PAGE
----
Calling all Naturalists to share
with the young (& young at heart) a sense of wonder
High Lonesome Nature Reserve
July 29th and 30th
Open to the public from 10 a.m. to 4 p.m. July 29 & 30, the “Wild Child” festival is offered by the Mississippi Madawaska Land Trust (MMLT) to give children and their families an opportunity to use all their senses to explore and experience nature.
MMLT is seeking volunteers passionate about nature to interact with the visitors at one of the “stations”: exploring life in the pond, finding and identifying rocks and fossils, wandering through the enchanting Stone Wall Arboretum, investigating the secrets of the soil under your feet, creating at the creativity station, or learning bush craft. The volunteers need not be experts, only eager to help the lead of the station open windows into the many wonders of Nature, with interesting relevant information and tidbits provided as background for each station.
The Soundscaping station provides a special opportunity for anyone interested in the technology for audio interpretation of the natural world. In addition to assisting and explaining the technology, Chad Clifford would train volunteers to operate the soundscaping equipment.
There are 4 volunteer time slots for each station:
10:00 a.m. – 1:00 p.m. Saturday, July 29
1:00 – 4:00 p.m. Saturday, July 29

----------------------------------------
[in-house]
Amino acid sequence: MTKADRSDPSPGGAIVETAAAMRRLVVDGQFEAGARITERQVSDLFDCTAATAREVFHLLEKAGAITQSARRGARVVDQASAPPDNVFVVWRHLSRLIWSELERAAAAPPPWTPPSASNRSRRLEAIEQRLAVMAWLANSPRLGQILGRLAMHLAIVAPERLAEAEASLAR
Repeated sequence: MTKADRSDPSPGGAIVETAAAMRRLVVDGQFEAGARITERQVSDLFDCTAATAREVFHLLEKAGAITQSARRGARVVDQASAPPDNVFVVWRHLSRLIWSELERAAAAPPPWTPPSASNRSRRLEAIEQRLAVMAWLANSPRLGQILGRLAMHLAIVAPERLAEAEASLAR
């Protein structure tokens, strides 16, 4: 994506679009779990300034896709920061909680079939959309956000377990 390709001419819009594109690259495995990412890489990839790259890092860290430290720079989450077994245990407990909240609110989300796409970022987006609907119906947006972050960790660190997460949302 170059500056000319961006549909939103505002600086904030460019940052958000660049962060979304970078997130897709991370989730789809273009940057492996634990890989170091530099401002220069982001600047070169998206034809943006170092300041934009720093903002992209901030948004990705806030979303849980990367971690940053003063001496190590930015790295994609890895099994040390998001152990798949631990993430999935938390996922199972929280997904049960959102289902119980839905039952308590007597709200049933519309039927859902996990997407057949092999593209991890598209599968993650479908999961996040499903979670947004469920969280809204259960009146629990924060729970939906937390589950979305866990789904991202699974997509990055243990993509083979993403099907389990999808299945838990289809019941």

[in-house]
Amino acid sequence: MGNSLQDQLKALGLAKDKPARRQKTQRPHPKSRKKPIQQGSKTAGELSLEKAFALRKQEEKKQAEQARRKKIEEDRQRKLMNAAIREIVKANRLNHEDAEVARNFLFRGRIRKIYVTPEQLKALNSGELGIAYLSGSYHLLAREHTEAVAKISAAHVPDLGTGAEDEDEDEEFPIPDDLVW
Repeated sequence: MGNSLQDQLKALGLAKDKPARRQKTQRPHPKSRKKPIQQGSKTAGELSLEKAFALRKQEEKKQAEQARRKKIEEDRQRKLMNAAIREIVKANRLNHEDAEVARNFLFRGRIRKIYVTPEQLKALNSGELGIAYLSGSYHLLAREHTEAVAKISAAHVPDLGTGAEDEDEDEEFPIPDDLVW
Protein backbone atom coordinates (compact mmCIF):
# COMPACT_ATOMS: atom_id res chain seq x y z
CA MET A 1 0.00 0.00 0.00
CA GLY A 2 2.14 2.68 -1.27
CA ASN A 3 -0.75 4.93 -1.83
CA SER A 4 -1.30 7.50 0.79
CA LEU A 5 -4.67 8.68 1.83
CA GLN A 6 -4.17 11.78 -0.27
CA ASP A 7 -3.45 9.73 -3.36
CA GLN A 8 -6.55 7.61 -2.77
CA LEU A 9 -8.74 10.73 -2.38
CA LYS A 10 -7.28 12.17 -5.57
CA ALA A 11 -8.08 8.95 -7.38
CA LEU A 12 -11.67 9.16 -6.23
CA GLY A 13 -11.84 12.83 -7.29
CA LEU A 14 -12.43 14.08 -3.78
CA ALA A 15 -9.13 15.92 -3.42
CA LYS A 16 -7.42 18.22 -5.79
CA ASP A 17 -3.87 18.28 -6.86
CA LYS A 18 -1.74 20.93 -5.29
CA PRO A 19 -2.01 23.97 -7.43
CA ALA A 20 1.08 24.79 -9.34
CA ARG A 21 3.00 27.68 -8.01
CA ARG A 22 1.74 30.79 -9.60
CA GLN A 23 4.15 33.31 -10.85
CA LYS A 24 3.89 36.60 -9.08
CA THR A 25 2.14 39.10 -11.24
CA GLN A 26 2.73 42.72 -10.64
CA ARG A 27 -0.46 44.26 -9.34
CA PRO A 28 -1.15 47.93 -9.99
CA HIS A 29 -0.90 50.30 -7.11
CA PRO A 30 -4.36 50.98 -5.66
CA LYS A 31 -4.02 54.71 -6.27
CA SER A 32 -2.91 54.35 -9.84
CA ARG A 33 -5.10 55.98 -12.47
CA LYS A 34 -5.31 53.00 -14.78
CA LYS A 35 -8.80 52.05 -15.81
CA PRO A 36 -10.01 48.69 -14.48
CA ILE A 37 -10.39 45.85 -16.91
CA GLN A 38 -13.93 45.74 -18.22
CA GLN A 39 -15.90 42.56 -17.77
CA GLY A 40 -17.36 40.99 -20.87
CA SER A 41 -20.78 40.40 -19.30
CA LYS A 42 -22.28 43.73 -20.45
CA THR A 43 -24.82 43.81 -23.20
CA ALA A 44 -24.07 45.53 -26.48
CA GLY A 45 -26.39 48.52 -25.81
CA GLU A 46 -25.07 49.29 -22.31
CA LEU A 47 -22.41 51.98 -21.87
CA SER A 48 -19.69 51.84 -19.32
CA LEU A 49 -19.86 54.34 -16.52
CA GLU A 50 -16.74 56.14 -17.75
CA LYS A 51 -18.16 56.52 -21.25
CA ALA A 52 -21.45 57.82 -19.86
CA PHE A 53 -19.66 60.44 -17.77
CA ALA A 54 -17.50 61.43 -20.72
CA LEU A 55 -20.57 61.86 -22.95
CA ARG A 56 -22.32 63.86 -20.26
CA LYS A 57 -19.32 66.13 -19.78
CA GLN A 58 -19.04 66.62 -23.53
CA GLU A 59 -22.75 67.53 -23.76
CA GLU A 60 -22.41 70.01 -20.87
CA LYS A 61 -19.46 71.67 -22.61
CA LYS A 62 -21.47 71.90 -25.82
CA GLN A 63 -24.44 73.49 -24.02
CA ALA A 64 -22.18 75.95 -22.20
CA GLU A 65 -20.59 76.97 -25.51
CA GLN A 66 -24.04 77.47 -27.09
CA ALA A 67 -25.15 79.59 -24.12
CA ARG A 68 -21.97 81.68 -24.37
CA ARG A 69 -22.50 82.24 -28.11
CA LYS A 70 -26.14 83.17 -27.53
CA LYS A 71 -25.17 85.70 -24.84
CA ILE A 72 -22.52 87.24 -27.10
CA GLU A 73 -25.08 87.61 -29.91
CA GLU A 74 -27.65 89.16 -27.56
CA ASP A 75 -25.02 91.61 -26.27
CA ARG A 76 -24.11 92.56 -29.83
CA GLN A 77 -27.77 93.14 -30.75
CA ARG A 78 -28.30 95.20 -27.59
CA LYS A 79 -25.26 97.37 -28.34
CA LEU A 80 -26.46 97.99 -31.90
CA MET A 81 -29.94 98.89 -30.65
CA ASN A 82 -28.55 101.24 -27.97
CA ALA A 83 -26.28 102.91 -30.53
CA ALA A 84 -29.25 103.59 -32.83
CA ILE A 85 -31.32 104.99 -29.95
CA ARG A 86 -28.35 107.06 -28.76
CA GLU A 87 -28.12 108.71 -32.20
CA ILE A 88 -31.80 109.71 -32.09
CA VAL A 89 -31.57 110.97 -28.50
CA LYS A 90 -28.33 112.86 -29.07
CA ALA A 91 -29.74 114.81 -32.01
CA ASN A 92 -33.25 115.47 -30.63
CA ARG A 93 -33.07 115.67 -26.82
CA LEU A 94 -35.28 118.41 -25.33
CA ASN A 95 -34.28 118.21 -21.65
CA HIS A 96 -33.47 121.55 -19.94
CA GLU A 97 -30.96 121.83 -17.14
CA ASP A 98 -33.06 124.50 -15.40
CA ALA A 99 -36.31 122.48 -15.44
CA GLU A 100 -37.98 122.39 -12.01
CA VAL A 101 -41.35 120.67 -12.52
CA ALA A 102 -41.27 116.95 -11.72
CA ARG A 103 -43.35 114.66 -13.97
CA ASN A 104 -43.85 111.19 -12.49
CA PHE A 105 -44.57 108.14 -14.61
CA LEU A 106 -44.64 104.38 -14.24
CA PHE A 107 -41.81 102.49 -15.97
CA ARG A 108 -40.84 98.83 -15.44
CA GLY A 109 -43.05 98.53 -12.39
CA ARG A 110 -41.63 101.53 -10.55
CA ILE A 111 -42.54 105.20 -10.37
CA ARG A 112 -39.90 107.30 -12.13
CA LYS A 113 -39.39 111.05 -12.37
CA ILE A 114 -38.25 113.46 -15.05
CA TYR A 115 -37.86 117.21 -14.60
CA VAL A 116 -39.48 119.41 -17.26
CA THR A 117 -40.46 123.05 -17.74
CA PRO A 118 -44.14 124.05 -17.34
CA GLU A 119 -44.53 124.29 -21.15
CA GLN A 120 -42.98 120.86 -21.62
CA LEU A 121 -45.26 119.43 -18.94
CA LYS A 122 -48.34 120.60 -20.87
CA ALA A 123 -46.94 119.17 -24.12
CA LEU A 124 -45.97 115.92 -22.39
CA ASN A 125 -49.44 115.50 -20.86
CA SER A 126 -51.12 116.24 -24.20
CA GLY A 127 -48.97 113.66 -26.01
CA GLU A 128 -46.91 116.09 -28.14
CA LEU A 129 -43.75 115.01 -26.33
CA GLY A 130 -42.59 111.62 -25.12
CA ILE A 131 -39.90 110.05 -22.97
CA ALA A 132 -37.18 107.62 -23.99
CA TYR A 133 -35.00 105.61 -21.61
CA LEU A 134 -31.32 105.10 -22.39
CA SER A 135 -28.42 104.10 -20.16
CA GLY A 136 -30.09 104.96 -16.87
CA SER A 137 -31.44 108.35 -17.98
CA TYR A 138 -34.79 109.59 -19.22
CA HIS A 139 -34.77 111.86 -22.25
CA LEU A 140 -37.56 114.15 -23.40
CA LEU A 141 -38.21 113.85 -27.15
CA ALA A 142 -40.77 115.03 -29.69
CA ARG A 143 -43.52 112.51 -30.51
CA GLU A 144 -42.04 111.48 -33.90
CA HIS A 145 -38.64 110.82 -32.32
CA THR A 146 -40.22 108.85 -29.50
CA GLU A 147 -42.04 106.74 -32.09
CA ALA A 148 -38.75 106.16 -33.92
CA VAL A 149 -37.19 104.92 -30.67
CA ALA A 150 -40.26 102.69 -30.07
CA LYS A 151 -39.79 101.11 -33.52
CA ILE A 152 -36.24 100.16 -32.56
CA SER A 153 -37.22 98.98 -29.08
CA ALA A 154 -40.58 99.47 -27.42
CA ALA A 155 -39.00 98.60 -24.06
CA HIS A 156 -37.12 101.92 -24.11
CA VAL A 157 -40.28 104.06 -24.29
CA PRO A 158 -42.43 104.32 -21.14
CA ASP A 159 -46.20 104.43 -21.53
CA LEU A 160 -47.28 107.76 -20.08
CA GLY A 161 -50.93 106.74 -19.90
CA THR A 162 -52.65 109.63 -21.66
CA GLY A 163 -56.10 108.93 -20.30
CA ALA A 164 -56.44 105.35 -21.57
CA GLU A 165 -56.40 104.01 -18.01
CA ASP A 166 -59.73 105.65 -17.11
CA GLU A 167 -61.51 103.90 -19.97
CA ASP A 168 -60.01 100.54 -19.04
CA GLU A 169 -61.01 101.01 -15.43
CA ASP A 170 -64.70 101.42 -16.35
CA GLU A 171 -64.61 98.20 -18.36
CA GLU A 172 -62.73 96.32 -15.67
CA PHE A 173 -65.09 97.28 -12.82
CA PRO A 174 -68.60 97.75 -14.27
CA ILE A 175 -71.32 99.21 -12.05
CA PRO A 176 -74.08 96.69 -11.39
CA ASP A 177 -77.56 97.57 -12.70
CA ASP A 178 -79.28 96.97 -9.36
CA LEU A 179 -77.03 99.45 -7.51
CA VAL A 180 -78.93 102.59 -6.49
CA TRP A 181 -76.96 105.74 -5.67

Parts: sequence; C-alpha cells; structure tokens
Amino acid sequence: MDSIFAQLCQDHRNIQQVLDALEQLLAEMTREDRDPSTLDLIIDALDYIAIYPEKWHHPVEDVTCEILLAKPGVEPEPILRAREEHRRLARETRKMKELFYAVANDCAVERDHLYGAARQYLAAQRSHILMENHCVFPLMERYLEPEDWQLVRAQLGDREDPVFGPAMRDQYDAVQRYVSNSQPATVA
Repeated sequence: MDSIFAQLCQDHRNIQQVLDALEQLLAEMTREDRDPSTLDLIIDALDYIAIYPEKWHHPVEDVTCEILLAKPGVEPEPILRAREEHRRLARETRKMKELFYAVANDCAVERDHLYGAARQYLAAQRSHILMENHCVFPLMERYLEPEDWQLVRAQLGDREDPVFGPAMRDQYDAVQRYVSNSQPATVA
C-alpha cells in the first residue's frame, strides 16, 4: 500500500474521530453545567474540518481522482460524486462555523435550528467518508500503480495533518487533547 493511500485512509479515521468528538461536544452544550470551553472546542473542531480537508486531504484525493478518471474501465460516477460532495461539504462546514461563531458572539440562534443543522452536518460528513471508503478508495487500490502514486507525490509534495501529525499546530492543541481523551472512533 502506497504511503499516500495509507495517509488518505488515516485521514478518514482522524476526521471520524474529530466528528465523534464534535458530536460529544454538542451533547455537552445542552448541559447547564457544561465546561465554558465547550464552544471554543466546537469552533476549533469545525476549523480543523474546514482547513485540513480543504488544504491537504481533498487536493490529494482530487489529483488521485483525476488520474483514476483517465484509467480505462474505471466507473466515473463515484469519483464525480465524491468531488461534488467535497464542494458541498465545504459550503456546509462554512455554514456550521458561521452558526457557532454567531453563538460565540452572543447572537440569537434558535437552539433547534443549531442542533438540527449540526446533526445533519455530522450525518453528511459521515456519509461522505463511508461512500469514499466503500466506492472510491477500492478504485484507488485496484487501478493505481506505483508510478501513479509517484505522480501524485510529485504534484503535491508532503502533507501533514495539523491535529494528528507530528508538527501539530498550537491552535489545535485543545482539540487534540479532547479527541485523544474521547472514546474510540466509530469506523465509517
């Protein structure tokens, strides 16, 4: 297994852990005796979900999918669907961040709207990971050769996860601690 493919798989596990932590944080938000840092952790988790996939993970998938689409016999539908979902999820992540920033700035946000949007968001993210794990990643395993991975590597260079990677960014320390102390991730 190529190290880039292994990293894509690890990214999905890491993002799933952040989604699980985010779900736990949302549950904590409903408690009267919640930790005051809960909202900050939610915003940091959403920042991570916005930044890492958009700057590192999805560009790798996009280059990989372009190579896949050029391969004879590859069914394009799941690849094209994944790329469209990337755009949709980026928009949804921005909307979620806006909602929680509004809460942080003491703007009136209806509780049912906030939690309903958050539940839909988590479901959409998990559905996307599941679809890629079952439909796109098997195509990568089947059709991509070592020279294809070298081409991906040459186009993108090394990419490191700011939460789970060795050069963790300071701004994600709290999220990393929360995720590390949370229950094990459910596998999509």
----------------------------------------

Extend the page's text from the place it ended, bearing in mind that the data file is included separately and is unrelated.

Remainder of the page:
10:00 a.m. – 1:00 p.m. Sunday, July 30
1:00 – 4:00 p.m. Sunday, July 30
If you wish to sign up for both time periods one day, please bring a lunch. We are seeking more than one volunteer at each site to support the lead.
To volunteer, please contact Mary Vandenhoff at or 1-613-278-2939. For further details, or to discuss station activities, the contact information for the lead person at each station is provided below.
Activity Stations at the MMLT “Festival of the Wild Child” July 29th and 30th
Welcome Centre: Registration, explanation of festival program (morning time slot for this station starts at 9:30 AM) ()
Beaver Pond, adjacent meadow: Creativity Station, activities such as leaf and bark rubbings, etc. Help Jacquie Christiani () with these or suggest other fun nature activities for little hands.
Tranquility Pond: pond life; learn about beaver (they have just moved in to this pond). Help Chris Baburek () catch and examine frogs, salamanders, leeches; some info on pond life and on the beaver (look at stumps where trees were recently chewed down by beavers). At least two volunteers needed for each time slot.